• In Mauritius, a loan to a Mauritian trust or company (to buy the property), and the shares in the company, are both considered movable assets.


  • South Africans investing offshore need to be aware of SA rules and how these will impact any offshore investment, including buying property in Mauritius
  • If you purchase a property in your own name, it’ll form part of your estate. This means you’ll need to keep the Mauritian forced heirship rules in mind when drafting your South African will, and estate duty will be payable on it in South Africa – in Mauritius, there’s no estate duty
  • If you buy the property through an offshore trust, then estate duty is payable on the value of the loan account (a trust will typically be funded from South Africa via a loan from the settlor of the trust). The loan will need to have an interest rate attached to it, and tax on the interest on the loan will be payable in South Africa
  • If you buy the property through a Mauritian company owned directly by a South African resident, the shares in the company will form part of your estate in South Africa – they won’t be subject to Mauritian succession laws, as they’re movable assets of a non-Mauritian resident
  • South Africa’s exchange control laws are also a consideration before moving money offshore.

The four structures most South Africans consider when purchasing a property in Mauritius are:

  • Directly in your own name
  • Through a Mauritian trust^
  • Through a Mauritian domestic company* owned in your own name^
  • Through a Mauritian domestic company* owned by a non-Mauritian (and non-South African) trust^.

* = A Mauritian société can also be used to replace the Mauritian domestic company, but this option is not covered here.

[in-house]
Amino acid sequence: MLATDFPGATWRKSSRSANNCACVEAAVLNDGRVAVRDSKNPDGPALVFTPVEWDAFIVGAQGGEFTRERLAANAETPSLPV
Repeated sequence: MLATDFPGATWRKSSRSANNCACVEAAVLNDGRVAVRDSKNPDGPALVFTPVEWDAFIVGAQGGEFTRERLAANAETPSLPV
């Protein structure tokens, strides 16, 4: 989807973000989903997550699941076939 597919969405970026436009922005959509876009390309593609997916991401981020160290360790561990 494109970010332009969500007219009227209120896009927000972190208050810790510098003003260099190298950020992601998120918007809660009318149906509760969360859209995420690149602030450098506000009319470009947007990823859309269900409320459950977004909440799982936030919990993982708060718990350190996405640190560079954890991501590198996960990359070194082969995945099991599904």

^ = If a special purpose vehicle (SPV) has been structured for the express purpose of avoiding the mandatory provisions of the forced heirship rule in Mauritius, the structure could be challenged and seen as a sham, which would make the Mauritian laws of succession applicable.


There are no hard and fast rules in terms of which option to choose, and each situation needs to be assessed on its own merits. Here are some examples:

  • An individual has no concerns about the property forming part of a South African estate as they’ve already emigrated from South Africa and will move to Mauritius soon. They have no issues with the forced heirship rules in Mauritius and how these apply as they have only one child who will inherit everything. In this case, buying in their own name could work
  • If an individual has no concerns about the property forming part of a South African estate as they intend to emigrate – but don’t want the forced heirship rules in Mauritius to apply – then buying through a company in their own name could work
  • If an individual doesn’t want the property to form part of their South African estate, then an offshore trust is required. Any loan to the trust from a South African tax resident would form part of their estate and tax would be payable on the interest of the loan
  • A Mauritian trust by itself can work if there’s no intention to make any distributions to beneficiaries, as there are restrictions in Mauritius – but a stand-alone trust that holds only the property could also work
  • A trust with an underlying company is by far the best long-term solution, but it does carry the highest cost and may still be subject to a deemed rental in Mauritius if used by a related party for no rent
  • If an individual intends to rent out the property, then owning it through a company works well
  • If an individual has many assets worldwide, then housing these in an offshore (non-Mauritian) trust that owns a Mauritian property through a domestic company works well.

If you have any questions about buying property in Mauritius, please call Nick Jeffrey on 021 672 1865 or email